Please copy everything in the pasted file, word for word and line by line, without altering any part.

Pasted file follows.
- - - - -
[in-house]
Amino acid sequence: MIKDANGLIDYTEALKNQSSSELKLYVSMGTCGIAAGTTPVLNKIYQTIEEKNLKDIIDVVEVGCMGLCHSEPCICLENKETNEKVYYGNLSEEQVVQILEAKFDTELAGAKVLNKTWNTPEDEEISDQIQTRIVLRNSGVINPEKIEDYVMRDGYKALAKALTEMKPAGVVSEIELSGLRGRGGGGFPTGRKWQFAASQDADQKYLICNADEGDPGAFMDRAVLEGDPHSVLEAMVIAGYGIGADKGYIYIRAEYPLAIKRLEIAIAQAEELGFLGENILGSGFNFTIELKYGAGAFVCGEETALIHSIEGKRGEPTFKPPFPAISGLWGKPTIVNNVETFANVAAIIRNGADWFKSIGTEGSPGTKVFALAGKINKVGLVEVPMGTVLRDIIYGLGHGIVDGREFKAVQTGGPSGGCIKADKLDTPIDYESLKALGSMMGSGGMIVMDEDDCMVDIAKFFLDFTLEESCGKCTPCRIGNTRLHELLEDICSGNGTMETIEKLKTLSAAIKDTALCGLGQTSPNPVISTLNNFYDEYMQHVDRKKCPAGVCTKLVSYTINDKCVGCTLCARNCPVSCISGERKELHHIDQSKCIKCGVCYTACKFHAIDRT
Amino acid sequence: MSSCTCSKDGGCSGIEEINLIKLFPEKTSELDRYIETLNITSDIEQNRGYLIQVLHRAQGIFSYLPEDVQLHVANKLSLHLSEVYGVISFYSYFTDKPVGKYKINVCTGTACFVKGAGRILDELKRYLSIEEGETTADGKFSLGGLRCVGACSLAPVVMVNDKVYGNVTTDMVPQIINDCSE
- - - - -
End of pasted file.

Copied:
[in-house]
Amino acid sequence: MIKDANGLIDYTEALKNQSSSELKLYVSMGTCGIAAGTTPVLNKIYQTIEEKNLKDIIDVVEVGCMGLCHSEPCICLENKETNEKVYYGNLSEEQVVQILEAKFDTELAGAKVLNKTWNTPEDEEISDQIQTRIVLRNSGVINPEKIEDYVMRDGYKALAKALTEMKPAGVVSEIELSGLRGRGGGGFPTGRKWQFAASQDADQKYLICNADEGDPGAFMDRAVLEGDPHSVLEAMVIAGYGIGADKGYIYIRAEYPLAIKRLEIAIAQAEELGFLGENILGSGFNFTIELKYGAGAFVCGEETALIHSIEGKRGEPTFKPPFPAISGLWGKPTIVNNVETFANVAAIIRNGADWFKSIGTEGSPGTKVFALAGKINKVGLVEVPMGTVLRDIIYGLGHGIVDGREFKAVQTGGPSGGCIKADKLDTPIDYESLKALGSMMGSGGMIVMDEDDCMVDIAKFFLDFTLEESCGKCTPCRIGNTRLHELLEDICSGNGTMETIEKLKTLSAAIKDTALCGLGQTSPNPVISTLNNFYDEYMQHVDRKKCPAGVCTKLVSYTINDKCVGCTLCARNCPVSCISGERKELHHIDQSKCIKCGVCYTACKFHAIDRT
Amino acid sequence: MSSCTCSKDGGCSGIEEINLIKLFPEKTSELDRYIETLNITSDIEQNRGYLIQVLHRAQGIFSYLPEDVQLHVANKLSLHLSEVYGVISFYSYFTDKPVGKYKINVCTGTACFVKGAGRILDELKRYLSIEEGETTADGKFSLGGLRCVGACSLAPVVMVNDKVYGNVTTDMVPQIINDCSE